literally strewn with his dead and wounded. Colonel Walton's ammunition was exhausted about sunset, and his batteries were relieved by Colonel Alexander's. Orders were given for fresh supplies of ammunition, and for everything to be prepared for a renewal of the battle at daylight.
On the 14th, there was little firing between the sharpshooters. The enemy, screening his forces under a slight descent in the ground, held a position about 400 yards in front of us. In the afternoon I sent Captain [Osman] Latrobe, of my staff, to the left, to place artillery in position to play along the enemy's line, with instructions to Colonel Alexander to use such artillery there as he might think proper. The point was selected, and pits made by light the following morning. General Ransom was also ordered to strengthen his position on the Marye Hill by rifle trenches. Similar instructions were sent along the entire line. These preparations were made to meet the grand attack of the enemy, confidently expected on Monday morning. As the attack was not made, this artillery and General Ransom's sharpshooters opened upon the enemy and drove him back to cover in the city.
During the night the enemy recrossed the river. His retreat was not discovered until he had crossed the river and cut his bridges at this end. Our sharpshooters were moved forward and our old positions resumed. Four hundred prisoners, 5,500 stand of small-arms, and 250,000 rounds of small-arm ammunition were taken.
Our loss for the number engaged was quite heavy. Brigadier General T. R. R. Cobb fell, mortally wounded, in the heat of the battle of the 13th. He defended his position with great gallantry and ability. In him we have lost one of our most promising officers and statesmen. A tabular statement and lists of the killed, wounded, and missing accompany this report.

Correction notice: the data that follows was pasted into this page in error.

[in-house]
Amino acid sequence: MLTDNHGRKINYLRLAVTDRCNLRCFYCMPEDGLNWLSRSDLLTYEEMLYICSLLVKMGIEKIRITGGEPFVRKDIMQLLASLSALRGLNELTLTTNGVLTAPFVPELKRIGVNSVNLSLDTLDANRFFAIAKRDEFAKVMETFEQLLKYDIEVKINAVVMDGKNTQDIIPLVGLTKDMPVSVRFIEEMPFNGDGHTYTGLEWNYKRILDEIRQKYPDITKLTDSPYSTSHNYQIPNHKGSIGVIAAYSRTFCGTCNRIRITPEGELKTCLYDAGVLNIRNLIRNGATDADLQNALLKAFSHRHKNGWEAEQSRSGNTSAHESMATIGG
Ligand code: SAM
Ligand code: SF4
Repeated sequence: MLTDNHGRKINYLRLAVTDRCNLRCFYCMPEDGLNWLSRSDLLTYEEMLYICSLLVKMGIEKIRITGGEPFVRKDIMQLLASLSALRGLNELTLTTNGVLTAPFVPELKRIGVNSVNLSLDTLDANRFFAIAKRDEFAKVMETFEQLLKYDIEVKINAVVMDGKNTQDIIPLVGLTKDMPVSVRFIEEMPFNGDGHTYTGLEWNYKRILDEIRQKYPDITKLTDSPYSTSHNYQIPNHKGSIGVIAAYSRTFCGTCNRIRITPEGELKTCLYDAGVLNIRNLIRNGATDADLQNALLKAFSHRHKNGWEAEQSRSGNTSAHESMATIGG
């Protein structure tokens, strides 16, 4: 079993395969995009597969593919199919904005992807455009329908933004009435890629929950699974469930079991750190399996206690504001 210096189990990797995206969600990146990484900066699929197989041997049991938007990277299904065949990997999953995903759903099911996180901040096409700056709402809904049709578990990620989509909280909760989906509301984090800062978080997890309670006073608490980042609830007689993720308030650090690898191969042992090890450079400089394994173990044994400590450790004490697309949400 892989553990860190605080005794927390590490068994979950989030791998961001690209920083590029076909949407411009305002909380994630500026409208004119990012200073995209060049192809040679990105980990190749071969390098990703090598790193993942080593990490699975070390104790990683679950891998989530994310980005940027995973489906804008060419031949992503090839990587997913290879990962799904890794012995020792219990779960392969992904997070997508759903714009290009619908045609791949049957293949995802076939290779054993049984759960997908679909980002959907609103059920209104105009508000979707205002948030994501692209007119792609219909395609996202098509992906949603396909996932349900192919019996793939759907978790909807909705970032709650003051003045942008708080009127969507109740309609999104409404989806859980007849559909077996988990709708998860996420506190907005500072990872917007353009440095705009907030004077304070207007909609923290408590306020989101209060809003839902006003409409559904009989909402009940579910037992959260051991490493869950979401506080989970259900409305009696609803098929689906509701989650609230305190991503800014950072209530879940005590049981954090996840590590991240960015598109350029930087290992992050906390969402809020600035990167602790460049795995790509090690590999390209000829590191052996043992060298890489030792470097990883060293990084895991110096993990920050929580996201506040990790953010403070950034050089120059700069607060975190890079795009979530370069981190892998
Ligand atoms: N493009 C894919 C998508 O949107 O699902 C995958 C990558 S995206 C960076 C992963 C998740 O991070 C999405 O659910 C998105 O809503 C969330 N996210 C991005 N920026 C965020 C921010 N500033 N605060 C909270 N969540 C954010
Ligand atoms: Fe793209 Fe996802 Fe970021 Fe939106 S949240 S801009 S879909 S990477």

Much credit is due Major-General McLaws for his untiring zeal and ability in preparing his troops and his position for a successful resistance, and the ability with which he handled his troops after the attack.
I would also mention as particularly distinguished in the engagement of the 13th, Brigadier-Generals Ransom, Kershaw, and Cooke (severely wounded), and Colonel McMillan, who succeeded to the command of Cobb's brigade, and Colonel Walton (Washington Artillery) and Lieutenant-Colonel Alexander (reserve artillery).
Brigadier-General Barksdale with his brigade held the enemy's entire army at the river bank for sixteen hours, giving us abundance of time to complete our arrangements for battle. A more gallant and worthy service is rarely accomplished by so small a force.
I refer you to the reports of these officers for more detailed accounts of the engagements. I desire to call the attention of the Government to the gallant officers and men mentioned in their reports.
Major-Generals Anderson, Pickett, and Hood, with their gallant divisions, were deprived of their opportunity by the unexpected and hasty retreat of the enemy. A portion of General Anderson's command was engaged in defending the passage of the river, a portion of General Hood's in driving back the attack against our right, and a portion of General Pickett's did important service near the Marye Hill. I refer you to their reports for particular accounts.
Major [John J.] Garnett held three batteries in reserve in the valley between the positions of Generals Pickett and Hood, and was much disappointed not to have the opportunity to use them.
My staff officers-Major [G. M.] Sorrel, Lieutenant-Colonel [P. T.] Manning, Major [J. W.] Fairfax, Captains [Osman] Latrobe and [Thomas